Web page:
"As the golden age of jazz defind the fast moving 1920s or film helped us unpack the harsh realities and changing sexual mores in the 1970s, food has become the cultural currency of our time . . . How we eat has become our cultural organizer.  Fast food used to be a novelty, then a necessity.  now it's a symbol of class division.  Homemade sausage used to be the stuff of a peasant class.  Now it is the new luxury food.  A country ham and the person who smoked it are as revered as an haute couture dress and the woman who designed it."

I don't know about you, but I wouldn't be caught dead at a McDonald's. 

It was a well written article, and I agreed with a lot of the points regarding the pleasure and value of sitting down together at the table.  In a crazy, digital world, it's nice to share a meal with your family with no distractions, even nicer when it is a good one with fresh, wholesome ingredients.  It's a chance to slow down and reconnect.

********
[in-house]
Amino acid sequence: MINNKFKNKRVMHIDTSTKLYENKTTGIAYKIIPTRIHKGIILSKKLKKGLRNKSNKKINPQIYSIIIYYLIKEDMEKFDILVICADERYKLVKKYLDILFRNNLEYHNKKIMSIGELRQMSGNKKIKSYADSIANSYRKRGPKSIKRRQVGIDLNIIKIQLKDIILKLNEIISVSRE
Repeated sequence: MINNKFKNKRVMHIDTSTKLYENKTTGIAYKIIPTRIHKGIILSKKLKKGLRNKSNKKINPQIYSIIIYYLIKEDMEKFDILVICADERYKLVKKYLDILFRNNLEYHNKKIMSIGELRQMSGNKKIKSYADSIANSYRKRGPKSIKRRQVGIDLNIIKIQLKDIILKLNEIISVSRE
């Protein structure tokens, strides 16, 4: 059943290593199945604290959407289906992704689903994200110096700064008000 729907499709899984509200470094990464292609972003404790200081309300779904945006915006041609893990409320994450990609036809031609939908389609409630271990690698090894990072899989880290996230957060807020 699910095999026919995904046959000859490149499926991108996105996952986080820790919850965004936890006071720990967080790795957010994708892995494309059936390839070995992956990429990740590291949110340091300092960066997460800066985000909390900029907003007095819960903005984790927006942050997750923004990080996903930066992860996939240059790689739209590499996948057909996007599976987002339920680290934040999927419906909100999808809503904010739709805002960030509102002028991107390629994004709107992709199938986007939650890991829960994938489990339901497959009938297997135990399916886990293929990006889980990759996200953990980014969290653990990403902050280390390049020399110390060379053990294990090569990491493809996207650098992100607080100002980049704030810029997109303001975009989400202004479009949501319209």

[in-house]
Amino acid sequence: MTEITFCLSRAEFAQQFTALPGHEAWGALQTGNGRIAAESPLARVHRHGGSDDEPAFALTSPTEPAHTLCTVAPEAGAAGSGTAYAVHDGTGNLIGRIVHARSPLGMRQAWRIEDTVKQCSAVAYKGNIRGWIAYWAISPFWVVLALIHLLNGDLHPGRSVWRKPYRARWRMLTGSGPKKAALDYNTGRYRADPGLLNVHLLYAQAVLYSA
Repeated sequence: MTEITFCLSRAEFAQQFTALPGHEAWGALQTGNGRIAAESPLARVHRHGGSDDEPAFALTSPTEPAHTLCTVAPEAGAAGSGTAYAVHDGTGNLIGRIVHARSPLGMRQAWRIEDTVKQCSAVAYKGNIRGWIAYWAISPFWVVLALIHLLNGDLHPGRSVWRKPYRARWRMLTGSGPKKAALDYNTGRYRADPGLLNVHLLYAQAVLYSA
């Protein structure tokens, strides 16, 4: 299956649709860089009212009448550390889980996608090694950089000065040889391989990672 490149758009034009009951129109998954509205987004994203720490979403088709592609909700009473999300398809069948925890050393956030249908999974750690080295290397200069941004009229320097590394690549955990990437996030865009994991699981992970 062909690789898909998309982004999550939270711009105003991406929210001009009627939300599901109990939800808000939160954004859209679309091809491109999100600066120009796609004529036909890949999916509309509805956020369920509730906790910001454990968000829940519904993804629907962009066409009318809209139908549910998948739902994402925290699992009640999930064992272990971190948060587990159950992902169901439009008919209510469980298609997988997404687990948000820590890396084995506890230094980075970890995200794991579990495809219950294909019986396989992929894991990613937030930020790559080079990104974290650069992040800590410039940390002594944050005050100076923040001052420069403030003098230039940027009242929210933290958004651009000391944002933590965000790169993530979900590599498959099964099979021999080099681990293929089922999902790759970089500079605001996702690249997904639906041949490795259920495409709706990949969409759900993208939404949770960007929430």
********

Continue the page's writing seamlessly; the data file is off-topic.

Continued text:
What a privilege it is to be able to buy fresh, organic food.  And to have the time to prepare it.  Not everyone can eat this way; it is not sustainable for the planet.  Someone has to eat crap, food out of cans, GMOs, and it falls hard on the poor.  I don't think the farm to table movement means much to someone buying groceries with SNAP.

In the August issue of National Geographic, Tracie McMillan raises the question, "Why are people malnourished in the richest country on Earth?"  There is a new modern term for hunger:  "food insecure".  And there are 48 million Americans living under these conditions, more than half white and living in rural areas.  Many are families where one parent is working.  They are not deadbeats.